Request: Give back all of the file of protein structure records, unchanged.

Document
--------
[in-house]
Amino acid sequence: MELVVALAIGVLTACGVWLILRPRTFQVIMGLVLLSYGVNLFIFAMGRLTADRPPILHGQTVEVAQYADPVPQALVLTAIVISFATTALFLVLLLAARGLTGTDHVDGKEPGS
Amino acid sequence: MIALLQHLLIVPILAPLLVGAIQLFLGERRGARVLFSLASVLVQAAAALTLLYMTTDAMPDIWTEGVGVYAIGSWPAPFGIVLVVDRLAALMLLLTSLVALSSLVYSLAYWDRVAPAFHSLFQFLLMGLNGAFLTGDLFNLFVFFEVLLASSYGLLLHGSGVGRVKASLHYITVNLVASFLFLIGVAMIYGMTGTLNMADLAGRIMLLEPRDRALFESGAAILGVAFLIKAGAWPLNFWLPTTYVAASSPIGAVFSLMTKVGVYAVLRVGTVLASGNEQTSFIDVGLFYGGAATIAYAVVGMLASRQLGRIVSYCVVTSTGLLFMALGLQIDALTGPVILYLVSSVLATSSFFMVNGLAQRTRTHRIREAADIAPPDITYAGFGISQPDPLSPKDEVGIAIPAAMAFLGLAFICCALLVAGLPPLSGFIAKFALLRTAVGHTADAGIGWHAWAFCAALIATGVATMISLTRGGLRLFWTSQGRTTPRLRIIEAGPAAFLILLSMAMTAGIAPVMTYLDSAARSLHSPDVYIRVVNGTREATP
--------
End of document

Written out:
[in-house]
Amino acid sequence: MELVVALAIGVLTACGVWLILRPRTFQVIMGLVLLSYGVNLFIFAMGRLTADRPPILHGQTVEVAQYADPVPQALVLTAIVISFATTALFLVLLLAARGLTGTDHVDGKEPGS
Amino acid sequence: MIALLQHLLIVPILAPLLVGAIQLFLGERRGARVLFSLASVLVQAAAALTLLYMTTDAMPDIWTEGVGVYAIGSWPAPFGIVLVVDRLAALMLLLTSLVALSSLVYSLAYWDRVAPAFHSLFQFLLMGLNGAFLTGDLFNLFVFFEVLLASSYGLLLHGSGVGRVKASLHYITVNLVASFLFLIGVAMIYGMTGTLNMADLAGRIMLLEPRDRALFESGAAILGVAFLIKAGAWPLNFWLPTTYVAASSPIGAVFSLMTKVGVYAVLRVGTVLASGNEQTSFIDVGLFYGGAATIAYAVVGMLASRQLGRIVSYCVVTSTGLLFMALGLQIDALTGPVILYLVSSVLATSSFFMVNGLAQRTRTHRIREAADIAPPDITYAGFGISQPDPLSPKDEVGIAIPAAMAFLGLAFICCALLVAGLPPLSGFIAKFALLRTAVGHTADAGIGWHAWAFCAALIATGVATMISLTRGGLRLFWTSQGRTTPRLRIIEAGPAAFLILLSMAMTAGIAPVMTYLDSAARSLHSPDVYIRVVNGTREATP